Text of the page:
Should companies with dual class shares be premium listed?
From Iain Mcgee
About the event
The Kalifa Review of UK Fintech and the UK Listing Review of Lord Hill have proposed enabling companies with ‘dual class’ share structures to be ‘premium listed’. A dual class share structure usually involves more votes per share for one or two shareholders, often a founding director, while other shareholders have fewer votes. Companies can already have different voting rights attached to shares, however a combination of regulation and institutional investor reluctance has prevented dual class share companies being in ‘premium’ listings particularly on the London Stock Exchange. This matters because many index linked investment funds track premium listings, and non-premium companies lose those investments and liquidity. On the one hand, it is argued that dual class shares are prevalent in the US, particularly among ‘big tech’ firms such as Facebook, Google, Snap, or Alibaba and the UK should enable greater flexibility if this will attract innovative companies to list. On the other hand, it is argued that dual class share structures may weaken accountability, and the evidence of innovation is unclear. There are a vast range of views, and so we are delighted to host a public discussion to inform debate.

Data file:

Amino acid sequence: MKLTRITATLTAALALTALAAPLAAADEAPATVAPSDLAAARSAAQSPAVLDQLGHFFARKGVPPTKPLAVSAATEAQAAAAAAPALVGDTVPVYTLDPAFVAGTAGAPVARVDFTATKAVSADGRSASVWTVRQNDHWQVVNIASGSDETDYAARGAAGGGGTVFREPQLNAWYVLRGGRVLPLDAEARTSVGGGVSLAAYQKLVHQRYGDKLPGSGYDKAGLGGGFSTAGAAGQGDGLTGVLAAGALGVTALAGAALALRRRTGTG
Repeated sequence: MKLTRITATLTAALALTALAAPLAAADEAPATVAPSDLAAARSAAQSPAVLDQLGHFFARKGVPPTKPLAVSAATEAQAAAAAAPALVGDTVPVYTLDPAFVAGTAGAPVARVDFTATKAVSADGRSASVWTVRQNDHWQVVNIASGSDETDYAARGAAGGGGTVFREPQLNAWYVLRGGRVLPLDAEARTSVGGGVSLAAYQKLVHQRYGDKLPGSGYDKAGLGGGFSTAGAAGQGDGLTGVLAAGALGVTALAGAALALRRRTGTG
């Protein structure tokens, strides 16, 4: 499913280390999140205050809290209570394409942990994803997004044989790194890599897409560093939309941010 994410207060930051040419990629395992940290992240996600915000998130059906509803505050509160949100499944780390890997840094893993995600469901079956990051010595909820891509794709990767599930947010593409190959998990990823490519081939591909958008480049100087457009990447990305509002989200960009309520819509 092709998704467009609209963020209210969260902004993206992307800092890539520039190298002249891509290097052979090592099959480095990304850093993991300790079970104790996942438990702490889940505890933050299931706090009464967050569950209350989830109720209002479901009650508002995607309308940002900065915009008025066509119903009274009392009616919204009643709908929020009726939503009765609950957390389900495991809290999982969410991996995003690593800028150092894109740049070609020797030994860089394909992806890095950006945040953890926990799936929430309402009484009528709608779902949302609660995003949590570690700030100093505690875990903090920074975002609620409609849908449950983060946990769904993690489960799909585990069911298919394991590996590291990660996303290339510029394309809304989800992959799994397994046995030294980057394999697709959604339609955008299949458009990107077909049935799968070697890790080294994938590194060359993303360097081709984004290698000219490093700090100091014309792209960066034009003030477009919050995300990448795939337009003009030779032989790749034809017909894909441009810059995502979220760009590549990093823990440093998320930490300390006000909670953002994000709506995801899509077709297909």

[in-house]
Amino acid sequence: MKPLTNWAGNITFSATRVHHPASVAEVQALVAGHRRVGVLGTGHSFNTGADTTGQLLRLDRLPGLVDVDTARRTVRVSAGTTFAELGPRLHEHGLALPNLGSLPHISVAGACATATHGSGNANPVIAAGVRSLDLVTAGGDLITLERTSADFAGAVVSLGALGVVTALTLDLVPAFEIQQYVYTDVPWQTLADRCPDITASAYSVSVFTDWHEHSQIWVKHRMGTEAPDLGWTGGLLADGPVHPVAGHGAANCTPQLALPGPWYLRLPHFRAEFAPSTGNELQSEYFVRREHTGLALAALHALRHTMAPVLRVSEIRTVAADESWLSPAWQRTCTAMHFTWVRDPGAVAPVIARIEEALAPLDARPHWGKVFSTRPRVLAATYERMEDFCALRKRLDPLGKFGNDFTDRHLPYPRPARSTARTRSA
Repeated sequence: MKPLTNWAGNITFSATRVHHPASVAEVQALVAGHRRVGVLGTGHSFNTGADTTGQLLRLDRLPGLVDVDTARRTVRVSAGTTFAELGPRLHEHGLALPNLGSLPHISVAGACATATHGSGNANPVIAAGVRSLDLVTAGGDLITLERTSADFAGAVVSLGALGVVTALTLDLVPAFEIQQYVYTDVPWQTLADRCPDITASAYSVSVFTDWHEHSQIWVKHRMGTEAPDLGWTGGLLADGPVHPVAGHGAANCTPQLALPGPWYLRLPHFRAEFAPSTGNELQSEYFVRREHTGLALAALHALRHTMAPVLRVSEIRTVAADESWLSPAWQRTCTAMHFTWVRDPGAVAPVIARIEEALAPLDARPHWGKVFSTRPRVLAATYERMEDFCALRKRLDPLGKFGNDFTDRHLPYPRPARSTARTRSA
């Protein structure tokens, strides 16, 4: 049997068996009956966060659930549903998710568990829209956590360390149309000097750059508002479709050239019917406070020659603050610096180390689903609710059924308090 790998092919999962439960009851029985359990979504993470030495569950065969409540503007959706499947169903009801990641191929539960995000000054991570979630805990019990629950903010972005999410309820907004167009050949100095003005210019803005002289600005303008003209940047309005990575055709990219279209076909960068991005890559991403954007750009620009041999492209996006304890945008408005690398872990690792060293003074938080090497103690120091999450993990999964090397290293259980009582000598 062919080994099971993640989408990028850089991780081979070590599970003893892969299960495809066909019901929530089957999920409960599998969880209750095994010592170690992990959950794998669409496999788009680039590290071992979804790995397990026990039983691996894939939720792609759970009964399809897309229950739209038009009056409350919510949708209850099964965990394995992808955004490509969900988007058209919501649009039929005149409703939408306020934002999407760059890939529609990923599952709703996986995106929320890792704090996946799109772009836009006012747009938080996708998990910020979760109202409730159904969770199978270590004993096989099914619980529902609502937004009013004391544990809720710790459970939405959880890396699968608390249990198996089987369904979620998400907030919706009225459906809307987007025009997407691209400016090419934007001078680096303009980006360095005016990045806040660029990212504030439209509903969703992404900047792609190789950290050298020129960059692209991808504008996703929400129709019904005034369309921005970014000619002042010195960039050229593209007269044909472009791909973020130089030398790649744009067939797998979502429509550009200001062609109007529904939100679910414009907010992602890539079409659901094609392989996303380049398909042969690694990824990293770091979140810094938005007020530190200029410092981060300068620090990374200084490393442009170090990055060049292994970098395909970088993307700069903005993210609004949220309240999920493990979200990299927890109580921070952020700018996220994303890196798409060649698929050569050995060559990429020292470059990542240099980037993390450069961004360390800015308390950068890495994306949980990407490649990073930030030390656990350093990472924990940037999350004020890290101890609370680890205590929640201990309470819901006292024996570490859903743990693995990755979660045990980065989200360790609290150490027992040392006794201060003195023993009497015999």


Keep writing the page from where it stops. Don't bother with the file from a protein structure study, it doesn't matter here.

Chair: Anna Christie, Edinburgh Law School, University of Edinburgh
Anne Glover, CEO of Amadeus Capital, and Kalifa Review co-author
Luca Enriques, Professor, Faculty of Law, University of Oxford
Claire Keast-Butler, Partner, Cooley LLP
Chris Locke, Partner, Ernst & Young, and Hill Review Advisory Panel
Dionysia Katelouzou, School of Law, King’s College, London
Janice Turner, co-chair of the Association of Member Nominated Trustees
Ewan McGaughey, School of Law, King’s College, London